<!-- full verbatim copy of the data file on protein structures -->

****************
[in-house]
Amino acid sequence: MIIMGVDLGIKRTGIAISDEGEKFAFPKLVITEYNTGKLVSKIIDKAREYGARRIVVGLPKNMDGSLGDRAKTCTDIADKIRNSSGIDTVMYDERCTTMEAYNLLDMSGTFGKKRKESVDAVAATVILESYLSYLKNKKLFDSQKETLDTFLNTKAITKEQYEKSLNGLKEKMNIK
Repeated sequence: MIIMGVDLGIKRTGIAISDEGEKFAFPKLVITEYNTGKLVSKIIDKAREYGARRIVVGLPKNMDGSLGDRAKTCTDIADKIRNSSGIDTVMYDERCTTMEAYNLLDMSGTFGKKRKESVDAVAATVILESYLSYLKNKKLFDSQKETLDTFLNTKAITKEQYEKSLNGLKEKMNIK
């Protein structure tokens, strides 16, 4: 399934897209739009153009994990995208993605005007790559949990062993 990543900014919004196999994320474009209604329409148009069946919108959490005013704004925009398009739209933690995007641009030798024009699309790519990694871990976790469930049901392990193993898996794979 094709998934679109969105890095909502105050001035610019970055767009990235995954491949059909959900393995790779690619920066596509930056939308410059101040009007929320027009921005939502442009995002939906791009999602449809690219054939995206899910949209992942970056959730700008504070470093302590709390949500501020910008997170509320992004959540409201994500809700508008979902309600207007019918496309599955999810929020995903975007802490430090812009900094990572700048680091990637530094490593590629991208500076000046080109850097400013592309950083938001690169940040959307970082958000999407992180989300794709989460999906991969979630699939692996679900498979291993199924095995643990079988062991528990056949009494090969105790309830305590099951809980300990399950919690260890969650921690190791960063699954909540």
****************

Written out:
[in-house]
Amino acid sequence: MIIMGVDLGIKRTGIAISDEGEKFAFPKLVITEYNTGKLVSKIIDKAREYGARRIVVGLPKNMDGSLGDRAKTCTDIADKIRNSSGIDTVMYDERCTTMEAYNLLDMSGTFGKKRKESVDAVAATVILESYLSYLKNKKLFDSQKETLDTFLNTKAITKEQYEKSLNGLKEKMNIK
Repeated sequence: MIIMGVDLGIKRTGIAISDEGEKFAFPKLVITEYNTGKLVSKIIDKAREYGARRIVVGLPKNMDGSLGDRAKTCTDIADKIRNSSGIDTVMYDERCTTMEAYNLLDMSGTFGKKRKESVDAVAATVILESYLSYLKNKKLFDSQKETLDTFLNTKAITKEQYEKSLNGLKEKMNIK
């Protein structure tokens, strides 16, 4: 399934897209739009153009994990995208993605005007790559949990062993 990543900014919004196999994320474009209604329409148009069946919108959490005013704004925009398009739209933690995007641009030798024009699309790519990694871990976790469930049901392990193993898996794979 094709998934679109969105890095909502105050001035610019970055767009990235995954491949059909959900393995790779690619920066596509930056939308410059101040009007929320027009921005939502442009995002939906791009999602449809690219054939995206899910949209992942970056959730700008504070470093302590709390949500501020910008997170509320992004959540409201994500809700508008979902309600207007019918496309599955999810929020995903975007802490430090812009900094990572700048680091990637530094490593590629991208500076000046080109850097400013592309950083938001690169940040959307970082958000999407992180989300794709989460999906991969979630699939692996679900498979291993199924095995643990079988062991528990056949009494090969105790309830305590099951809980300990399950919690260890969650921690190791960063699954909540």